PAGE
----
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NHDES awards wetlands protection and stream enhancement grants

Date: January 10, 2022

The NHDES Aquatic Resource Mitigation (ARM) Fund Program has awarded grants for seven projects in the Salmon Falls-Piscataqua River Service Area totaling $1,866,306.

The ARM Fund is an in-lieu fee option for projects impacting wetlands and streams that cannot avoid or minimize impacts, and are not able to provide other suitable forms of mitigation. An ARM Fund Site Selection Committee is charged with identifying proposals to be funded by selecting high-priority projects that most effectively compensate for the loss of functions and values from the projects that paid into the Fund. Projects determined to be appropriate for receipt of ARM Fund monies are subject to approval by the US Army Corps of Engineers and the New Hampshire Wetlands Council.


Champlin Forest Addition, Rochester – $110,000

The Society for the Protection of New Hampshire Forests will use ARM funds to permanently protect a 122-acre parcel of land be held by the Land and Community Heritage Investment Program. This parcel extends the existing 185-acre William H. Champlin, Jr. Forest in Rochester, NH, which will result in over 300 contiguous acres of protected forests and wetlands within a suburban area continually faced with development pressures. The property has high-value aquatic resources with 14 acres of forested and scrub-shrub wetland, and 3,350 linear feet along an intermittent stream that feeds the perennial waters of Clark Brook, which lies in a wellhead area. The project will protect 108 acres of forested upland on Gonic Hill, one of the highest points in Rochester, and will provide a substantial buffer to help secure the water quality of these wetlands and Clark Brook.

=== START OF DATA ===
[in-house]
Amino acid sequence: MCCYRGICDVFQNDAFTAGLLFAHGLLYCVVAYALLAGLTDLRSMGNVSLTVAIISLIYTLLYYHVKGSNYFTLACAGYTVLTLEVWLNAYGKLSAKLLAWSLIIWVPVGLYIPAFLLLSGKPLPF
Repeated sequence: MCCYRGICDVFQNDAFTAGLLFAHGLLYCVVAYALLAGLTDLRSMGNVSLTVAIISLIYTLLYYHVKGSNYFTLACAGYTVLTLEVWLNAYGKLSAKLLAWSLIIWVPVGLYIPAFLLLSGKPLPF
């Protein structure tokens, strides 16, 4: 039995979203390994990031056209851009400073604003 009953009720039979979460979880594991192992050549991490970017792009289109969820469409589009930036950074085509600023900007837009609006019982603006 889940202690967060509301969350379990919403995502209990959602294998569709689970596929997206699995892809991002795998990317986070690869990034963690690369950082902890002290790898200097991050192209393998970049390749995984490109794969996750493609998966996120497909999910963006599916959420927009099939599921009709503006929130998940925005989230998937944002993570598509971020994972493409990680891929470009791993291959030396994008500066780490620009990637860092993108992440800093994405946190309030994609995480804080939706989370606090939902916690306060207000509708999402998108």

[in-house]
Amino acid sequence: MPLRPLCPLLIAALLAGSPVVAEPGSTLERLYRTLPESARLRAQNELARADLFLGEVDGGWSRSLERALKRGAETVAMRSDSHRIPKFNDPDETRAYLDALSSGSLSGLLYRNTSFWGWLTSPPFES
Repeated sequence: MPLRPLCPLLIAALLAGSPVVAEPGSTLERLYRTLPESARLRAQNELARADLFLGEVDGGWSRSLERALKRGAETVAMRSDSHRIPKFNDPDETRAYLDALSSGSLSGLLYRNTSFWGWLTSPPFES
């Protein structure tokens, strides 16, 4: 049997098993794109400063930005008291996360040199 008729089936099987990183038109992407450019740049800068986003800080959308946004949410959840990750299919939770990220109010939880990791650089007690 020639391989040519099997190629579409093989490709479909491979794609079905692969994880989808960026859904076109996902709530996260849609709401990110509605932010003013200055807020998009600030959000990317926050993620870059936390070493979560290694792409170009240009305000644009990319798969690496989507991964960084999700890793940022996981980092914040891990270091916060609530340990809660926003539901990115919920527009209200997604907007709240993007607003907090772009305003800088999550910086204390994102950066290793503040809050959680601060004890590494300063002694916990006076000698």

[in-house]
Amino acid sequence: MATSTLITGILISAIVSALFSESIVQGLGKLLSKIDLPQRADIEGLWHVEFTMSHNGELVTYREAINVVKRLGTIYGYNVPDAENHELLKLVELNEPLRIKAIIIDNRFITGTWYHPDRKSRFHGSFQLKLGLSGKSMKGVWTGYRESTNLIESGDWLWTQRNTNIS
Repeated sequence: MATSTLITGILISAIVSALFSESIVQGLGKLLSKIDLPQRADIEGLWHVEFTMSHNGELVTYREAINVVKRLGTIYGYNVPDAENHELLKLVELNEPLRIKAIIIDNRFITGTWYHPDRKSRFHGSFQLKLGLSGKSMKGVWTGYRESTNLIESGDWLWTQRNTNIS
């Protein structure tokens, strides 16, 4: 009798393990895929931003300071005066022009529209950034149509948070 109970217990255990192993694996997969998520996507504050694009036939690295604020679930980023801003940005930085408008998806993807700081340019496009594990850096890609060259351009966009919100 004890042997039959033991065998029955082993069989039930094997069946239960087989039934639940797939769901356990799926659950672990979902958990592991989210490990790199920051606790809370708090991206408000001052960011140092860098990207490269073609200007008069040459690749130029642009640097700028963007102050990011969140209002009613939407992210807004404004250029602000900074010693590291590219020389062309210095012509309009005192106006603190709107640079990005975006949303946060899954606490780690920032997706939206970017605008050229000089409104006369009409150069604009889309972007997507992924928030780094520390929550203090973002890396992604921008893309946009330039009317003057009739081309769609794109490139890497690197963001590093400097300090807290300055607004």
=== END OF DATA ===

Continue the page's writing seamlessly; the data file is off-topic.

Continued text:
Chelsey Brook Culvert Replacement, Lee – $245,000

The Town of Lee will use ARM funds to replace a deficient culvert to enhance aquatic connectivity and fish passage of Chelsey Brook in Lee, NH. The current structure is significantly undersized for the stream width. The pipe impairs fish and wildlife passage, and inhibits natural water and sediment transport. The project site is located 1,000 feet upstream from the confluence with the Oyster River, a New Hampshire Designated River, and is the first crossing migratory fish encounter. The project will replace the seven-foot metal pipe with a 15-foot span and box culvert embedded with natural sediment to simulate the natural stream channel. Replacing this stream crossing will create continuous connectivity for the first 1.8 miles of Chelsey Brook and provide water velocities, depths and substrate transport consistent with the natural stream.

Jones Brook-Branch River Project, Milton – $475,000

The Southeast Land Trust of New Hampshire will use ARM funds to permanently protect roughly 563 acres of the Jones Brook-Branch River catchment area through a conservation easement. This property has diverse aquatic resources, which include approximately 123 acres of wetlands dispersed across 18 wetland units, 19 vernal pools, and 4.7 miles of streams. Most of the property (97%) is ranked high-quality habitat by the New Hampshire Fish and Game 2020 Wildlife Action Plan and a total of 51 wildlife species of New Hampshire Special Concern are documented on this property. This area has been identified in the Land Conservation Priorities of Coastal Resource (2021) as having the greatest pollutant attenuation due to high functioning buffers and the entire property is within the Somersworth Water Works Source Water Protection Area.